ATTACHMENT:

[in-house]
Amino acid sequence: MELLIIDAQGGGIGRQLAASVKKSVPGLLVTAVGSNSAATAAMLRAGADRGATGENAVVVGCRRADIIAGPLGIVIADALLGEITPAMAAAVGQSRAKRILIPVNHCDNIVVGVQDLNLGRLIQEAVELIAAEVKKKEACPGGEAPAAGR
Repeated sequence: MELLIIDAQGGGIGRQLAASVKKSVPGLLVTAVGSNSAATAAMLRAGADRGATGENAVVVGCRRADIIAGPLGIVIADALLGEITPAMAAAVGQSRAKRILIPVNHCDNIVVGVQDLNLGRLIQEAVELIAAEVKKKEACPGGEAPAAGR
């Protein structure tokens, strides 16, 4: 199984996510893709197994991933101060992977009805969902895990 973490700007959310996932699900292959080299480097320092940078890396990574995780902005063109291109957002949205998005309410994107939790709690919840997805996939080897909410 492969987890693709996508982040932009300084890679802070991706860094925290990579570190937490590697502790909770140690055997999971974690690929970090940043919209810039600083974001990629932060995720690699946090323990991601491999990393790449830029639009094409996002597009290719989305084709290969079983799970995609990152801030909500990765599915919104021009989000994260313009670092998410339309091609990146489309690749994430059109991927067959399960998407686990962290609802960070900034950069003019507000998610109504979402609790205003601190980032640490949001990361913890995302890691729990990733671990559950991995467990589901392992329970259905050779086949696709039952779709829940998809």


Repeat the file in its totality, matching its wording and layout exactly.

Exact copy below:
[in-house]
Amino acid sequence: MELLIIDAQGGGIGRQLAASVKKSVPGLLVTAVGSNSAATAAMLRAGADRGATGENAVVVGCRRADIIAGPLGIVIADALLGEITPAMAAAVGQSRAKRILIPVNHCDNIVVGVQDLNLGRLIQEAVELIAAEVKKKEACPGGEAPAAGR
Repeated sequence: MELLIIDAQGGGIGRQLAASVKKSVPGLLVTAVGSNSAATAAMLRAGADRGATGENAVVVGCRRADIIAGPLGIVIADALLGEITPAMAAAVGQSRAKRILIPVNHCDNIVVGVQDLNLGRLIQEAVELIAAEVKKKEACPGGEAPAAGR
């Protein structure tokens, strides 16, 4: 199984996510893709197994991933101060992977009805969902895990 973490700007959310996932699900292959080299480097320092940078890396990574995780902005063109291109957002949205998005309410994107939790709690919840997805996939080897909410 492969987890693709996508982040932009300084890679802070991706860094925290990579570190937490590697502790909770140690055997999971974690690929970090940043919209810039600083974001990629932060995720690699946090323990991601491999990393790449830029639009094409996002597009290719989305084709290969079983799970995609990152801030909500990765599915919104021009989000994260313009670092998410339309091609990146489309690749994430059109991927067959399960998407686990962290609802960070900034950069003019507000998610109504979402609790205003601190980032640490949001990361913890995302890691729990990733671990559950991995467990589901392992329970259905050779086949696709039952779709829940998809």